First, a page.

Science in the Kitchen. eBook

This eBook from the Gutenberg Project consists of approximately 631 pages of information about Science in the Kitchen..
A MERE indigestion can temporarily metamorphose the character.  The eel stews of Mohammed II. kept the whole empire in a state of nervous excitement, and one of the meat-pies which King Philip failed to digest caused the revolt of the Netherlands.—­Oswald.
Few seem conscious that there is such a thing as physical morality.  Man’s habitual words and acts imply that they are at liberty to treat their bodies as they please.  The fact is, that all breaches of the laws of health are physical sins.—­Herbert Spencer.

    Practical right and good conduct are much more dependent on health
    of body than on health of mind.—­Prof.  Schneider.

    Dr. Abernathy’s reply to the Duke of York when consulted about his
    health was, “Cut off the supplies and the enemy will soon leave the
    citadel.”

FOOD FOR THE AGED AND THE VERY YOUNG.

FOOD FOR THE AGED

One of the first requisites of food for the aged is that it shall be easy of digestion, since with advancing age and decreasing physical energy, digestion and assimilation may be taken with impunity at an earlier period of life, overtax the enfeebled organs and prove highly injurious.  The fact that the vital machinery is worn and weakened with age has led to the popular notion that old people require a stimulating diet as a “support” for their declining forces.  That this is an error is apparent from the fact that stimulation either by drink or food lessens instead of reinforces vital strength, thus defeating the very purpose desired.  Flesh food in quantities is a peculiarly unsuitable diet for the aged, not alone because it is stimulating, but because it produces a tendency to plethora, a condition which is especially inimical to the health of old persons.  Eminent authorities on diet also reason that the loss of the teeth at this period, whereby thorough mastication of flesh food is done with difficulty, even with the best artificial aids, should be considered a sign that nature intends such foods to be discarded by the old.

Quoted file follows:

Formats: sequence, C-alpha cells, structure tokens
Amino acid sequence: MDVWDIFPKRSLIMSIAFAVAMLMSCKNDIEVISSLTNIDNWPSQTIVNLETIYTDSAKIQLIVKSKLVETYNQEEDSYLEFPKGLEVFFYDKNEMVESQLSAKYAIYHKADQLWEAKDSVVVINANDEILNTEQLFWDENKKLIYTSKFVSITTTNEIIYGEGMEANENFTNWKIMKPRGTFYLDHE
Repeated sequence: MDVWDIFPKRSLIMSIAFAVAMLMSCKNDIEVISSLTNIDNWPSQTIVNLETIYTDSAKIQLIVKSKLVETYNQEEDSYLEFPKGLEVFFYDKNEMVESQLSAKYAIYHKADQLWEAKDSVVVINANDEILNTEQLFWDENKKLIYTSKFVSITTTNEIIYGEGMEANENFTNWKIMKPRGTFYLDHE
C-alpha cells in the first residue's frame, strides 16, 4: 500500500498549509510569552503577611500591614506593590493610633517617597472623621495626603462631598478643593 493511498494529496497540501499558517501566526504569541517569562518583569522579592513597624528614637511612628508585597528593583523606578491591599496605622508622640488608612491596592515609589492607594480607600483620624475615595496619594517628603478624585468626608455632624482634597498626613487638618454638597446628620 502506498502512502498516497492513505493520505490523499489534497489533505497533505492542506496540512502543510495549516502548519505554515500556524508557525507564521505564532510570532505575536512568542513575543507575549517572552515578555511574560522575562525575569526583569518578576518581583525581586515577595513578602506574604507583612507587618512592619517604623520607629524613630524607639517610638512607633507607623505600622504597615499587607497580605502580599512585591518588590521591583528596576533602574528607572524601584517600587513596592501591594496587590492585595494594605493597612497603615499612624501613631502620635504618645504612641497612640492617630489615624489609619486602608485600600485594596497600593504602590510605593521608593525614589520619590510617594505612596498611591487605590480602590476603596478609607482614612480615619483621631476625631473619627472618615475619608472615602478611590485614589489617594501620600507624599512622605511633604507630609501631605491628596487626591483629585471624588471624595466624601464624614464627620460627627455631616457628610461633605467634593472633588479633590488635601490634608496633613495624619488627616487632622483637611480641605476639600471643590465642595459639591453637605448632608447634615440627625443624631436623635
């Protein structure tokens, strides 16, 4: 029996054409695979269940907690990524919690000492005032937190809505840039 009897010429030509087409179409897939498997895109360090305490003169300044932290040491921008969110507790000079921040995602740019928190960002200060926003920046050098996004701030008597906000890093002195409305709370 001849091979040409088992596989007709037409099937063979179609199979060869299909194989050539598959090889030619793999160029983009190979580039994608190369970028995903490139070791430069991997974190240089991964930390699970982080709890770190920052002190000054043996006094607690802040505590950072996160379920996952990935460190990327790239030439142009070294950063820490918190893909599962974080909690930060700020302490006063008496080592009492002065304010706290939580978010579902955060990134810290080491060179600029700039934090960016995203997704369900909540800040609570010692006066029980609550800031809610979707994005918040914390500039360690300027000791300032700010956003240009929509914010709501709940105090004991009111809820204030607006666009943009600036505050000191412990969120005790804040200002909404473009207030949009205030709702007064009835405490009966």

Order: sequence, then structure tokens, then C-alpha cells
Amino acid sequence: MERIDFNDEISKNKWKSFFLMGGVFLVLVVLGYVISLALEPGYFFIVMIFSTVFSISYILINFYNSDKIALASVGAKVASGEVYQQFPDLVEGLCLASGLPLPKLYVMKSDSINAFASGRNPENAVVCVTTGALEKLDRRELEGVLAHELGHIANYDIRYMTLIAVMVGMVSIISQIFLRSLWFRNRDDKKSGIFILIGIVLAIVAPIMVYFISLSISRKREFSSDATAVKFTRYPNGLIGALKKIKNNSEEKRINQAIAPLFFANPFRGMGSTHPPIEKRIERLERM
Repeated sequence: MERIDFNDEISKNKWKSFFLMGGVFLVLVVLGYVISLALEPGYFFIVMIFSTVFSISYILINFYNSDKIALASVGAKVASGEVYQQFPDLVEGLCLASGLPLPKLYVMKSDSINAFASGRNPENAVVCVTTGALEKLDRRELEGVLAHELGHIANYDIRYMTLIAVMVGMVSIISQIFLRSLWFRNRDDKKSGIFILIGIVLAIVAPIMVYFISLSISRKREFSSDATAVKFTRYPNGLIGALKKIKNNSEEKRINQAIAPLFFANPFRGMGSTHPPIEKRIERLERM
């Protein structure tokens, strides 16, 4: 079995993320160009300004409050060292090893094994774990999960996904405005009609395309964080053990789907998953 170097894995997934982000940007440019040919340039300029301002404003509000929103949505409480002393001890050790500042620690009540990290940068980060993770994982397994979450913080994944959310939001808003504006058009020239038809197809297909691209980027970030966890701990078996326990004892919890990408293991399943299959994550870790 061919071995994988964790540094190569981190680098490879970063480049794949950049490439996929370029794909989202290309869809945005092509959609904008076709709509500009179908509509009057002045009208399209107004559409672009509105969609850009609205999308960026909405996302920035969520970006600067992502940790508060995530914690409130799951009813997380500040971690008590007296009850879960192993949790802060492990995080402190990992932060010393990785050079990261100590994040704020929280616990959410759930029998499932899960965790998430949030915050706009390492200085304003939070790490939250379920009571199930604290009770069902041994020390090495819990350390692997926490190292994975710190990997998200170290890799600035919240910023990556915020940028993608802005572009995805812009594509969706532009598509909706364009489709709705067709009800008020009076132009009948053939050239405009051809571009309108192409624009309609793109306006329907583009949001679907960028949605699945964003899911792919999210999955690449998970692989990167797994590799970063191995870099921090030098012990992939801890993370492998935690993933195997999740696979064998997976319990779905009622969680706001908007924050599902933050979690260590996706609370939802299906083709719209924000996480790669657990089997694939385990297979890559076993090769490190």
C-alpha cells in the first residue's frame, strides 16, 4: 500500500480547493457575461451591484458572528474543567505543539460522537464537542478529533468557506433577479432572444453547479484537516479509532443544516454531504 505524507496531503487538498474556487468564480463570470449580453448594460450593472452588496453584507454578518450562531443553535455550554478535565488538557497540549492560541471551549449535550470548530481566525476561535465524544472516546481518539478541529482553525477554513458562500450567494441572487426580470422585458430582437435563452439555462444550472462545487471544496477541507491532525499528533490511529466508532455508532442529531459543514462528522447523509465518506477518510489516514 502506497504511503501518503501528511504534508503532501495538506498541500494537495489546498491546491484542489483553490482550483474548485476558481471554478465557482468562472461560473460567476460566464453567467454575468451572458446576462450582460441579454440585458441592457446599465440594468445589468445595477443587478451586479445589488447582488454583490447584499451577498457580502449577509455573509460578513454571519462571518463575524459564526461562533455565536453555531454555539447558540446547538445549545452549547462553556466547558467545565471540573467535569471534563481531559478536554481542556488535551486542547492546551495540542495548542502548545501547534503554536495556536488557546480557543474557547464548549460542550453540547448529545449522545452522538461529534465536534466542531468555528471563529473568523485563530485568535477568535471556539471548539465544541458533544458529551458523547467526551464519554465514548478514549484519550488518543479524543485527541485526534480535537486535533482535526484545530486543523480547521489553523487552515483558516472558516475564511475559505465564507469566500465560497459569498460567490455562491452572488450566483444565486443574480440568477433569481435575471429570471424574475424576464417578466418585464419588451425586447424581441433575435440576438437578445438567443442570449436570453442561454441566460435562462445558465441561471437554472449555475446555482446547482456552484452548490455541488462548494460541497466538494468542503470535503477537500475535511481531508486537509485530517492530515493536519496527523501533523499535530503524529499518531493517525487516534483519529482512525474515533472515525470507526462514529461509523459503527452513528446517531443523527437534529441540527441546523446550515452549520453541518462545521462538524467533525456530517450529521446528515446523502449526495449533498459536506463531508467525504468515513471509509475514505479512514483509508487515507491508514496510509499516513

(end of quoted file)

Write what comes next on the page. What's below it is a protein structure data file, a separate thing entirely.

A milk, grain, and fruit diet is undoubtedly the one best suited to the average person in old age.  Vegetables and legumes in well-prepared soups may also be used to advantage.  Directions for such soups, as also for cooking grains and grain products, will be found in the preceding pages.

The following bills of fare, one for each season of the year, will perhaps serve to illustrate how a varied and appetizing regimen may be provided without the use of flesh foods:—­

    BREAKFAST

    Fresh Fruits
    Graham Grits and Cream
    Prune Toast
    Graham Puffs
    Cream Crisps
    Strawberries
    Caramel Coffee or Hot Milk

    DINNER

    Vegetable Broth with Toasted Rolls
    Baked Potato with Pease Gravy
    Stewed Asparagus
    Cracked Wheat and Cream
    Whole-Wheat Bread
    Canned Berries
    Manioca with Fruit
    Caramel Coffee or Hot Milk

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Project Gutenberg
Science in the Kitchen. from Project Gutenberg. Public domain.
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